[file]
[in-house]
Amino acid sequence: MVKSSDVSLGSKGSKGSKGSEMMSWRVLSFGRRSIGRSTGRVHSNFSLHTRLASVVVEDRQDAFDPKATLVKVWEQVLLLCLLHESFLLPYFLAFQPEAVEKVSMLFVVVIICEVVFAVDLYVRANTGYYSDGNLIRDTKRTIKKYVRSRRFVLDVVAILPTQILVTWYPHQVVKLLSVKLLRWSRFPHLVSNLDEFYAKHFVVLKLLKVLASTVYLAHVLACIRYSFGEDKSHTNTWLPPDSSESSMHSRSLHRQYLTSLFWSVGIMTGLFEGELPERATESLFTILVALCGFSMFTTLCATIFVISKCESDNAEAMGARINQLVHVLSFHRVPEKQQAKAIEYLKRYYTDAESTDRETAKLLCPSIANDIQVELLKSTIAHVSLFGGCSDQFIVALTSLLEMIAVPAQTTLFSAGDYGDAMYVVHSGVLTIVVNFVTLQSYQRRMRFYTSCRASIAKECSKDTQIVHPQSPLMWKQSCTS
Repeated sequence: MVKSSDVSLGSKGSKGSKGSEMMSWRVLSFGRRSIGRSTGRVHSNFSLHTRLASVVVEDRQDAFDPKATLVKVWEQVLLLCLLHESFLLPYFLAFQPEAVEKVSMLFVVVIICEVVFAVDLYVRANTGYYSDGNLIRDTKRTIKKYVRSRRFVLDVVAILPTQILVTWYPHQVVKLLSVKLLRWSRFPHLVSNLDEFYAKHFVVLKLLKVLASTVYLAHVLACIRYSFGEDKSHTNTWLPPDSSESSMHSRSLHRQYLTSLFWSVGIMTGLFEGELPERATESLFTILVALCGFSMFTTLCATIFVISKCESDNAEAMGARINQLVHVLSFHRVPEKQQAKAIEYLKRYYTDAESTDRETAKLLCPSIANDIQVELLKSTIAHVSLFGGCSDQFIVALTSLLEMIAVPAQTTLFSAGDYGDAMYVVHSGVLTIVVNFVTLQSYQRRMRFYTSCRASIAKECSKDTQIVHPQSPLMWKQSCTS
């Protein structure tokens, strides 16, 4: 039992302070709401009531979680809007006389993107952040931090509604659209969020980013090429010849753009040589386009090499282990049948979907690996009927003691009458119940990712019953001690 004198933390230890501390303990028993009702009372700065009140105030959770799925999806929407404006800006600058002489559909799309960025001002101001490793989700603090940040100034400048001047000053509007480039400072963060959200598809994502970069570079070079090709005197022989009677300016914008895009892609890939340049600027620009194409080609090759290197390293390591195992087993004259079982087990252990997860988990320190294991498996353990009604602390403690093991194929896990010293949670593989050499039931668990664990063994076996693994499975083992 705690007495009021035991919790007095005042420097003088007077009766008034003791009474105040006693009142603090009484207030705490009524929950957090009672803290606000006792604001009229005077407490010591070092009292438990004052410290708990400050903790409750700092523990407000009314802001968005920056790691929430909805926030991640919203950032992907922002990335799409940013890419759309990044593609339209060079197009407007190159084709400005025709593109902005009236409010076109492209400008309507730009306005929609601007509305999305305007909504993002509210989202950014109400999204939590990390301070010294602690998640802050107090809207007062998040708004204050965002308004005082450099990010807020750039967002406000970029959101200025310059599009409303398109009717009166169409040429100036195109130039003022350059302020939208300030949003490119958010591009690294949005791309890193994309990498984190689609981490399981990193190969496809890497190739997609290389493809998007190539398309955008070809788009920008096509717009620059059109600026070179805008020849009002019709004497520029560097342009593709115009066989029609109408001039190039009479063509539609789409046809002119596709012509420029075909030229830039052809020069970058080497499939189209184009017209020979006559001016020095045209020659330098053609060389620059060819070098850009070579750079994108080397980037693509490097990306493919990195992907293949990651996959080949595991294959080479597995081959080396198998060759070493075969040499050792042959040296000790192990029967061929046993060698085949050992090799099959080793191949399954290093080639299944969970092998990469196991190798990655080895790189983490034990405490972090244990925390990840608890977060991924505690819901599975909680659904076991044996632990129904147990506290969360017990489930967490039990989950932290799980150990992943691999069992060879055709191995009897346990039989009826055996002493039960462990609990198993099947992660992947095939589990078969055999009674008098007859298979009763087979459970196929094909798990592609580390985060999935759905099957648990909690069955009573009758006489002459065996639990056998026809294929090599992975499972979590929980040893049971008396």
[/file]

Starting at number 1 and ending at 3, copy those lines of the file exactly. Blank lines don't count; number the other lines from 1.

[in-house]
Amino acid sequence: MVKSSDVSLGSKGSKGSKGSEMMSWRVLSFGRRSIGRSTGRVHSNFSLHTRLASVVVEDRQDAFDPKATLVKVWEQVLLLCLLHESFLLPYFLAFQPEAVEKVSMLFVVVIICEVVFAVDLYVRANTGYYSDGNLIRDTKRTIKKYVRSRRFVLDVVAILPTQILVTWYPHQVVKLLSVKLLRWSRFPHLVSNLDEFYAKHFVVLKLLKVLASTVYLAHVLACIRYSFGEDKSHTNTWLPPDSSESSMHSRSLHRQYLTSLFWSVGIMTGLFEGELPERATESLFTILVALCGFSMFTTLCATIFVISKCESDNAEAMGARINQLVHVLSFHRVPEKQQAKAIEYLKRYYTDAESTDRETAKLLCPSIANDIQVELLKSTIAHVSLFGGCSDQFIVALTSLLEMIAVPAQTTLFSAGDYGDAMYVVHSGVLTIVVNFVTLQSYQRRMRFYTSCRASIAKECSKDTQIVHPQSPLMWKQSCTS
Repeated sequence: MVKSSDVSLGSKGSKGSKGSEMMSWRVLSFGRRSIGRSTGRVHSNFSLHTRLASVVVEDRQDAFDPKATLVKVWEQVLLLCLLHESFLLPYFLAFQPEAVEKVSMLFVVVIICEVVFAVDLYVRANTGYYSDGNLIRDTKRTIKKYVRSRRFVLDVVAILPTQILVTWYPHQVVKLLSVKLLRWSRFPHLVSNLDEFYAKHFVVLKLLKVLASTVYLAHVLACIRYSFGEDKSHTNTWLPPDSSESSMHSRSLHRQYLTSLFWSVGIMTGLFEGELPERATESLFTILVALCGFSMFTTLCATIFVISKCESDNAEAMGARINQLVHVLSFHRVPEKQQAKAIEYLKRYYTDAESTDRETAKLLCPSIANDIQVELLKSTIAHVSLFGGCSDQFIVALTSLLEMIAVPAQTTLFSAGDYGDAMYVVHSGVLTIVVNFVTLQSYQRRMRFYTSCRASIAKECSKDTQIVHPQSPLMWKQSCTS